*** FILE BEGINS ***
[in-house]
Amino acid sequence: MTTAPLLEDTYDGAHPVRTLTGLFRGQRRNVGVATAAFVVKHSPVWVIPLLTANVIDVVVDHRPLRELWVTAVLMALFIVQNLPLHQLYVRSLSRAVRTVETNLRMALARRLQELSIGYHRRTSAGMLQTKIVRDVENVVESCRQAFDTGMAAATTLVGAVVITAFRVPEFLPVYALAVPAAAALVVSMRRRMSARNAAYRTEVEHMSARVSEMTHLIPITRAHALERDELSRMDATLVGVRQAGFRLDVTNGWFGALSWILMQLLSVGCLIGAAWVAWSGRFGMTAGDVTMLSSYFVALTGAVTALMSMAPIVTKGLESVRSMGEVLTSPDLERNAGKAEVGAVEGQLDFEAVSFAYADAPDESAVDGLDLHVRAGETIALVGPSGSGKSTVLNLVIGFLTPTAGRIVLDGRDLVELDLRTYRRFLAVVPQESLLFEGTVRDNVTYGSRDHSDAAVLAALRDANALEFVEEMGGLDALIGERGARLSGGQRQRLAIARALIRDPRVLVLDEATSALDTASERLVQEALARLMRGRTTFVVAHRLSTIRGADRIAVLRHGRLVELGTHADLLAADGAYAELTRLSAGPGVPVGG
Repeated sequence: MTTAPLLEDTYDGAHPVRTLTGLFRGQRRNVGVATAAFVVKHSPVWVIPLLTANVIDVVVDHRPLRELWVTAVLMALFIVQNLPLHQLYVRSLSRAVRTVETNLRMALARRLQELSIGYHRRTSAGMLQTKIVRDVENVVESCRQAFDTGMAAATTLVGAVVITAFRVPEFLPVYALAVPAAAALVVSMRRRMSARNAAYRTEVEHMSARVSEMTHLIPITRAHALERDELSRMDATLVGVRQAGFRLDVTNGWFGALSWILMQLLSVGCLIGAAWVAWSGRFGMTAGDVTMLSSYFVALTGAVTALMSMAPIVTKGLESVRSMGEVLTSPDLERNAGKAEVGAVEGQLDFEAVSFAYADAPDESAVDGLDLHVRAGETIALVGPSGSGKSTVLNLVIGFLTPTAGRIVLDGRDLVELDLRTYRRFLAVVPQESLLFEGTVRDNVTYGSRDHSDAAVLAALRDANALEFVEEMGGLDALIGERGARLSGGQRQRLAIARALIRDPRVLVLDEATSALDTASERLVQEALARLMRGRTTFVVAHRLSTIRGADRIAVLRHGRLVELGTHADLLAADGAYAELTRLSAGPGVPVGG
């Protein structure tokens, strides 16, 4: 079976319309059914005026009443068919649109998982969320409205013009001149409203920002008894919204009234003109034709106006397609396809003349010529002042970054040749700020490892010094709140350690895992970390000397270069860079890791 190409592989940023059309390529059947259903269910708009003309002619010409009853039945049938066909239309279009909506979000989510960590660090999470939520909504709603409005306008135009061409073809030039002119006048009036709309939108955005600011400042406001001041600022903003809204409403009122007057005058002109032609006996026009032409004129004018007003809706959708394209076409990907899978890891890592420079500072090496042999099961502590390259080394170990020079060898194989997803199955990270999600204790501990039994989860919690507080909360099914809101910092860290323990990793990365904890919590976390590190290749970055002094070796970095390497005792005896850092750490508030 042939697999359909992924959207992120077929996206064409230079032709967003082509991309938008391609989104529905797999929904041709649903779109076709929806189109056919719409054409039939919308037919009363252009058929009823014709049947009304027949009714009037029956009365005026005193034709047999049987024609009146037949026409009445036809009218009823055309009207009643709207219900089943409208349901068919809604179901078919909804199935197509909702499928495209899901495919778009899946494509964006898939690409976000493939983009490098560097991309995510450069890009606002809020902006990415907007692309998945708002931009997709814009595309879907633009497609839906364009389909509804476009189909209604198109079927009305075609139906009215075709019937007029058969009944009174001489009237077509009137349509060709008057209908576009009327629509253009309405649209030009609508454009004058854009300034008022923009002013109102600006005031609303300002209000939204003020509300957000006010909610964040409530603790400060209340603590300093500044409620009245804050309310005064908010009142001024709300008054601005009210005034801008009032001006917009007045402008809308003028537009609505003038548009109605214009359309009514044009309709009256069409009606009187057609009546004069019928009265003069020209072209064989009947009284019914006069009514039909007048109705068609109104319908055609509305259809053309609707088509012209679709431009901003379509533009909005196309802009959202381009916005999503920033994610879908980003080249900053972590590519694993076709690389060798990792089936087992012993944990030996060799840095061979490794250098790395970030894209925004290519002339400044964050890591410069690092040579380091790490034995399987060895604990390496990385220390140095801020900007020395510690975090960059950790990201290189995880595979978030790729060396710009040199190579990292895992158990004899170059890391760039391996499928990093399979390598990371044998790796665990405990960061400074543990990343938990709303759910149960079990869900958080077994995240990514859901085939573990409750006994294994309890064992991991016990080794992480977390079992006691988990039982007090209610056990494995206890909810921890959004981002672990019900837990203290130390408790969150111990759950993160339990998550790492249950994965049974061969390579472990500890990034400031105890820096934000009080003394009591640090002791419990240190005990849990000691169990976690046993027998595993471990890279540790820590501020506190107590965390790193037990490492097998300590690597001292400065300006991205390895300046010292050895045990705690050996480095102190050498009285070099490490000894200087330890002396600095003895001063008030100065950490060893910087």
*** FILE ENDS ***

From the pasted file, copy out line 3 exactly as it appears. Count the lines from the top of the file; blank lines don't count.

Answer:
Repeated sequence: MTTAPLLEDTYDGAHPVRTLTGLFRGQRRNVGVATAAFVVKHSPVWVIPLLTANVIDVVVDHRPLRELWVTAVLMALFIVQNLPLHQLYVRSLSRAVRTVETNLRMALARRLQELSIGYHRRTSAGMLQTKIVRDVENVVESCRQAFDTGMAAATTLVGAVVITAFRVPEFLPVYALAVPAAAALVVSMRRRMSARNAAYRTEVEHMSARVSEMTHLIPITRAHALERDELSRMDATLVGVRQAGFRLDVTNGWFGALSWILMQLLSVGCLIGAAWVAWSGRFGMTAGDVTMLSSYFVALTGAVTALMSMAPIVTKGLESVRSMGEVLTSPDLERNAGKAEVGAVEGQLDFEAVSFAYADAPDESAVDGLDLHVRAGETIALVGPSGSGKSTVLNLVIGFLTPTAGRIVLDGRDLVELDLRTYRRFLAVVPQESLLFEGTVRDNVTYGSRDHSDAAVLAALRDANALEFVEEMGGLDALIGERGARLSGGQRQRLAIARALIRDPRVLVLDEATSALDTASERLVQEALARLMRGRTTFVVAHRLSTIRGADRIAVLRHGRLVELGTHADLLAADGAYAELTRLSAGPGVPVGG